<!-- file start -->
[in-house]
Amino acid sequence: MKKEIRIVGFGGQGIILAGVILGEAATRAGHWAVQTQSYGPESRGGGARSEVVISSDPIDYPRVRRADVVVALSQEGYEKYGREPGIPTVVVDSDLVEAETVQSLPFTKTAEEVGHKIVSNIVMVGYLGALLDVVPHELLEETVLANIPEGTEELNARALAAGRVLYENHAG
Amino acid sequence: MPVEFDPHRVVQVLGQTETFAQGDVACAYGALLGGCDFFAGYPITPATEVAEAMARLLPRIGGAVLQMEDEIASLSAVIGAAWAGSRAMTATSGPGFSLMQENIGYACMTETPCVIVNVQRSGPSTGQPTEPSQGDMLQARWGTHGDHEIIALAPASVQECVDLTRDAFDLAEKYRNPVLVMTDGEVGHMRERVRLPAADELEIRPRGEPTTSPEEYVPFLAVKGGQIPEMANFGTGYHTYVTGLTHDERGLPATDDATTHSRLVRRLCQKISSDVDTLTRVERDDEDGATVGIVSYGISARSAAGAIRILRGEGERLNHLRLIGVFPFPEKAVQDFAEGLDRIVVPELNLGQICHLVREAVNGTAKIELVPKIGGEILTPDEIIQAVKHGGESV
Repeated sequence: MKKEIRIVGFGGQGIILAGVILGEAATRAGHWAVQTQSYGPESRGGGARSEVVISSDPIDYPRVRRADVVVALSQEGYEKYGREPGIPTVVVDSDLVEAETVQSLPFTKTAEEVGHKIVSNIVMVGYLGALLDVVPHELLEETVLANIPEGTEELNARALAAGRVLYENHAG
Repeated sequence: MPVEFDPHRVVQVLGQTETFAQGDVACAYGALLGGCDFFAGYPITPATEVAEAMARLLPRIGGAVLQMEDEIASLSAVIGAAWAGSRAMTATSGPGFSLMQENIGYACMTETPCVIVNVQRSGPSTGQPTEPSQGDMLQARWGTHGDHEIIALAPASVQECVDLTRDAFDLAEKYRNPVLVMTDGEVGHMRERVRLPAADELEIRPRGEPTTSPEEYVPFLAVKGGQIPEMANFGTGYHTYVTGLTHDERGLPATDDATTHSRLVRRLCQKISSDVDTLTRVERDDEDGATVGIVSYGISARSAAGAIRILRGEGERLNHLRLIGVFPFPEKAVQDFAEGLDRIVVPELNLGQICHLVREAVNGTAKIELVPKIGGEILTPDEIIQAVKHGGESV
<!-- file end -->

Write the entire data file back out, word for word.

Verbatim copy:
[in-house]
Amino acid sequence: MKKEIRIVGFGGQGIILAGVILGEAATRAGHWAVQTQSYGPESRGGGARSEVVISSDPIDYPRVRRADVVVALSQEGYEKYGREPGIPTVVVDSDLVEAETVQSLPFTKTAEEVGHKIVSNIVMVGYLGALLDVVPHELLEETVLANIPEGTEELNARALAAGRVLYENHAG
Amino acid sequence: MPVEFDPHRVVQVLGQTETFAQGDVACAYGALLGGCDFFAGYPITPATEVAEAMARLLPRIGGAVLQMEDEIASLSAVIGAAWAGSRAMTATSGPGFSLMQENIGYACMTETPCVIVNVQRSGPSTGQPTEPSQGDMLQARWGTHGDHEIIALAPASVQECVDLTRDAFDLAEKYRNPVLVMTDGEVGHMRERVRLPAADELEIRPRGEPTTSPEEYVPFLAVKGGQIPEMANFGTGYHTYVTGLTHDERGLPATDDATTHSRLVRRLCQKISSDVDTLTRVERDDEDGATVGIVSYGISARSAAGAIRILRGEGERLNHLRLIGVFPFPEKAVQDFAEGLDRIVVPELNLGQICHLVREAVNGTAKIELVPKIGGEILTPDEIIQAVKHGGESV
Repeated sequence: MKKEIRIVGFGGQGIILAGVILGEAATRAGHWAVQTQSYGPESRGGGARSEVVISSDPIDYPRVRRADVVVALSQEGYEKYGREPGIPTVVVDSDLVEAETVQSLPFTKTAEEVGHKIVSNIVMVGYLGALLDVVPHELLEETVLANIPEGTEELNARALAAGRVLYENHAG
Repeated sequence: MPVEFDPHRVVQVLGQTETFAQGDVACAYGALLGGCDFFAGYPITPATEVAEAMARLLPRIGGAVLQMEDEIASLSAVIGAAWAGSRAMTATSGPGFSLMQENIGYACMTETPCVIVNVQRSGPSTGQPTEPSQGDMLQARWGTHGDHEIIALAPASVQECVDLTRDAFDLAEKYRNPVLVMTDGEVGHMRERVRLPAADELEIRPRGEPTTSPEEYVPFLAVKGGQIPEMANFGTGYHTYVTGLTHDERGLPATDDATTHSRLVRRLCQKISSDVDTLTRVERDDEDGATVGIVSYGISARSAAGAIRILRGEGERLNHLRLIGVFPFPEKAVQDFAEGLDRIVVPELNLGQICHLVREAVNGTAKIELVPKIGGEILTPDEIIQAVKHGGESV